Covid can enhance resistance to polio vaccination in Pakistan: report

Published August 24, 2020
Pakistan and Afghanistan are the last two countries in the world where polio is endemic. — AFP/File
Pakistan and Afghanistan are the last two countries in the world where polio is endemic. — AFP/File

UNITED NATIONS: The Covid-19 pandemic has had some profoundly serious consequences for children’s health in Pakistan and Afghanistan, noted a report released this weekend by the UN Children’s Fund (Unicef).

The document is based on statistics collected from 136 countries that responded to a recent Unicef survey about socio-economic impact of the viral disease that has killed more than 800,000 people across the globe.

“Violence prevention and response services have been severely disrupted, leaving children at increased risk of violence, exploitation and abuse,” the surveyors reported.

Of the 136 countries, 104 reported a disruption in services related to violence against children. Around two-thirds of the countries reported that at least one service had been severely affected, such as polio vaccination in Pakistan and Afghanistan.

South Asia is among the regions that have the highest proportion of countries reporting disruptions in the availability of services.

In several instances, parents were too scared to take their children to hospital to complete vaccination

The report includes an interview with a member of the team that has resumed polio vaccination in Pakistan to protect children from a disease that can cause muscle-wasting, paralysis and death.

The team reported several cases of parents being too scared to take their kids to the hospital to complete their children’s polio vaccinations.

The polio vaccination campaign in Pakistan resumed earlier this month. Pakistan and Afghanistan are the last two countries in the world where polio is endemic.

The restart has been accompanied by new guidelines to ensure the safety of patients, and health workers. The safety measures include social-distancing and wearing masks.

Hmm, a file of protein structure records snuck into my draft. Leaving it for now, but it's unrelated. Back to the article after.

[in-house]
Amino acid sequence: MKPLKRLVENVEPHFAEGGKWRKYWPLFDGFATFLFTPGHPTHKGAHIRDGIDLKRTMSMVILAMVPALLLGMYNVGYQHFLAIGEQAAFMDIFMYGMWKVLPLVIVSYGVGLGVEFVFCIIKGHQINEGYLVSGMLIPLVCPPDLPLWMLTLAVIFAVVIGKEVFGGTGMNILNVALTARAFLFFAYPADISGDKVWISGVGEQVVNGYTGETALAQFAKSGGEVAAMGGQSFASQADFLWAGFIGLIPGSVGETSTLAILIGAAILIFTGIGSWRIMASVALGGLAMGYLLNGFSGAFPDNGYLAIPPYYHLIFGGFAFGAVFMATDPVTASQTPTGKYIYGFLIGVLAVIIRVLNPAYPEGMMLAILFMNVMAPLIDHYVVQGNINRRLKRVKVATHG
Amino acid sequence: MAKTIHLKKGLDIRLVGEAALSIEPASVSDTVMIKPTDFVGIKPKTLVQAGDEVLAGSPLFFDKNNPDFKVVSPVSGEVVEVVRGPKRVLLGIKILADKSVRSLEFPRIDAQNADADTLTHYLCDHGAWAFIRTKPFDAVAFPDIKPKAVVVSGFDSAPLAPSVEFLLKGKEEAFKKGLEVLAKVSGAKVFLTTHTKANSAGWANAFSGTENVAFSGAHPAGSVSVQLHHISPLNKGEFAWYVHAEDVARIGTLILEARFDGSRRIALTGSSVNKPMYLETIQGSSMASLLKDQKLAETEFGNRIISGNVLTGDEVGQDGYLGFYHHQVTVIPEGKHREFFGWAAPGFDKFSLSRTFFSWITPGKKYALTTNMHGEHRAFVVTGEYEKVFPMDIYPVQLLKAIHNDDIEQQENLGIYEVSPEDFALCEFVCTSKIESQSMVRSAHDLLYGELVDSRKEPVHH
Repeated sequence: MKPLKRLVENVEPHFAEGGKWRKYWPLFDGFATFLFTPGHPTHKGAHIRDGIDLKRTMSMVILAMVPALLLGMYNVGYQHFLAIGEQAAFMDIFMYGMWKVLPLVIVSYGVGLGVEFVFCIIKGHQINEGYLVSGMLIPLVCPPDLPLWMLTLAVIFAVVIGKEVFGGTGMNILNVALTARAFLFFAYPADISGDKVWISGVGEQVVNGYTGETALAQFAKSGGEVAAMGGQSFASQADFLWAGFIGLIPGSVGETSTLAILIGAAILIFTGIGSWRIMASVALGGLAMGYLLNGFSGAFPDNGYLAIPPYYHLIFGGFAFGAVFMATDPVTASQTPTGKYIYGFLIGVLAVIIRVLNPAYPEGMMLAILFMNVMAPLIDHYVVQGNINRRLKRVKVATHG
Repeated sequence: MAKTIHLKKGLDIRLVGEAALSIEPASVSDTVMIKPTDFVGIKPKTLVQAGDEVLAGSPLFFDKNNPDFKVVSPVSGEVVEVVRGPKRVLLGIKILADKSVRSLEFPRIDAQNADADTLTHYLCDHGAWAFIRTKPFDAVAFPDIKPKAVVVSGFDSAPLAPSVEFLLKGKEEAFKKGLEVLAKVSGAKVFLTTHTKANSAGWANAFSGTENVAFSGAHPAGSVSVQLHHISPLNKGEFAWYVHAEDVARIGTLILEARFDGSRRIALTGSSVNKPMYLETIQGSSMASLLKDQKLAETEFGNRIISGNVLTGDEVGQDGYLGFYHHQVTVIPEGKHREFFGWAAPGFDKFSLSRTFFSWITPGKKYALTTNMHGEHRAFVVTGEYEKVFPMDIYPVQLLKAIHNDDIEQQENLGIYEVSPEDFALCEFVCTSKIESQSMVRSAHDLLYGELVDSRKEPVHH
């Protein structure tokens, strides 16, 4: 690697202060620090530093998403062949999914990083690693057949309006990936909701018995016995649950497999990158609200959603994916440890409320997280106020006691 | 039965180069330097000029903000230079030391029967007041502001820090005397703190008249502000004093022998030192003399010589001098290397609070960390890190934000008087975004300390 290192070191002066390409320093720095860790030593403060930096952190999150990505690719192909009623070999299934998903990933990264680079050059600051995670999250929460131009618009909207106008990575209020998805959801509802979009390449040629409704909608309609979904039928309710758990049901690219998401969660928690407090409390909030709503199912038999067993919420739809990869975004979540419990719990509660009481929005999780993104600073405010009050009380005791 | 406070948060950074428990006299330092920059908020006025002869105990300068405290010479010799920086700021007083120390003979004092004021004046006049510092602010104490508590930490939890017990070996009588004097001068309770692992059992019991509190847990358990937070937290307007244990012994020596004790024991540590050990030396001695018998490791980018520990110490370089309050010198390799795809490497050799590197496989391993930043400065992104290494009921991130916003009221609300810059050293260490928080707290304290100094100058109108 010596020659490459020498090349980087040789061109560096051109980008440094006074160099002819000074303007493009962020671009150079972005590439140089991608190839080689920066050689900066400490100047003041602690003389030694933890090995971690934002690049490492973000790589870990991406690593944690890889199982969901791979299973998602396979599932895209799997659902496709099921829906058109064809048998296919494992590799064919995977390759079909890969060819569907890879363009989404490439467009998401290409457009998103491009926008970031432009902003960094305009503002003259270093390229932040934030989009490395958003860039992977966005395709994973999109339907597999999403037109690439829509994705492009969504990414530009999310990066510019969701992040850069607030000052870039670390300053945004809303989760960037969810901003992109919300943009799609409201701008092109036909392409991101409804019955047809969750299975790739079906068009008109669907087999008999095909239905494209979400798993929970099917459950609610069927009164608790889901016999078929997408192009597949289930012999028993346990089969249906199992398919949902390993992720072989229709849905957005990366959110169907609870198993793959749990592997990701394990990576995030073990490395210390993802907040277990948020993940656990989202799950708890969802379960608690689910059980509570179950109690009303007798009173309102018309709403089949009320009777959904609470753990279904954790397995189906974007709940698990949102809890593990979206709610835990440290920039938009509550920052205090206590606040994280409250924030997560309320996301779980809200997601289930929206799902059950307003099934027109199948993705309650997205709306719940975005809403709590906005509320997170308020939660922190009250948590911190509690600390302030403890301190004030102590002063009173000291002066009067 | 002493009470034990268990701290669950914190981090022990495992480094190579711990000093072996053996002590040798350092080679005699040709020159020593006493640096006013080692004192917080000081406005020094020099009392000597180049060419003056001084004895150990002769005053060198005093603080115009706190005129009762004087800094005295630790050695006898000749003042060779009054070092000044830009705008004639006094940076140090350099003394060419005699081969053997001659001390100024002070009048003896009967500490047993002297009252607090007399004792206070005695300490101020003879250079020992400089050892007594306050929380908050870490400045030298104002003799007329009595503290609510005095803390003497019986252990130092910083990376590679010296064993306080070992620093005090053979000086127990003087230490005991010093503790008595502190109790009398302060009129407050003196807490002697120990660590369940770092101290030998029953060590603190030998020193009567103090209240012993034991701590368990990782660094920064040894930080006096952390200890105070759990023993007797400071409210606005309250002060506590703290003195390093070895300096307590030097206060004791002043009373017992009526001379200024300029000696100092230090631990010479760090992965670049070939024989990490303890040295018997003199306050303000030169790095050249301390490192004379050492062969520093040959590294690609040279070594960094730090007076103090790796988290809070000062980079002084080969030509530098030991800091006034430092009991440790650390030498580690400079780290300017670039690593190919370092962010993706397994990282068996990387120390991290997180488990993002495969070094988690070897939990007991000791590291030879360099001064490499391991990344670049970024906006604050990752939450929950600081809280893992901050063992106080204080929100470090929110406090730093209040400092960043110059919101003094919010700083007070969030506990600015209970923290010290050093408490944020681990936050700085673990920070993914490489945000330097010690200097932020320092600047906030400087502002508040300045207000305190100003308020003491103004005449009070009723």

In an interview with UN News, Husna Gul described how she and her colleagues reacted to the arrival of Covid-19 in Pakistan, and why she continues to put herself at risk.

Job loss was the most common impact of the crisis that polio workers in Pakistan noted when they resumed vaccination.

People they visited “have been asking us for ration provisions, and other health services,” Gul said. “Sometimes we have received abuse (from the people who lost their jobs).”

The report noted that before the pandemic the workers had reported “some real improvements in the ways that the community responded” to them. “But now, we are worried that their resistance to us, and our programme, may be increasing,” Gul said.

The Unicef team described the beginning of the pandemic as a “very unsettling time” for them. In Karachi, where Gul is based, her office gave her 10-day leave and told her to stay at home.

But, after returning to work, she caught Covid-19. She recovered but still suffers from the consequences.

“My body is still weak. I have swollen feet, and if I walk for more than 10 minutes, I will find myself sweating, and out of breath.”

Yet, she returned to work. “Yes, Covid-19 is dangerous, but polio is still endemic in this country. We must focus on both these diseases,” she said.

Gul said she was still worried about her personal safety. “I am a little afraid, but I think that I will be okay if I follow the standard procedures: wear gloves and a face mask and … frequently wash my hands,” she said.

She said she was also worried that the community’s resistance to polio vaccination would grow but was not willing to give up.

“It gives me inner happiness to know that I am helping my country, as part of a national cause,” she said.

Published in Dawn, August 24th, 2020


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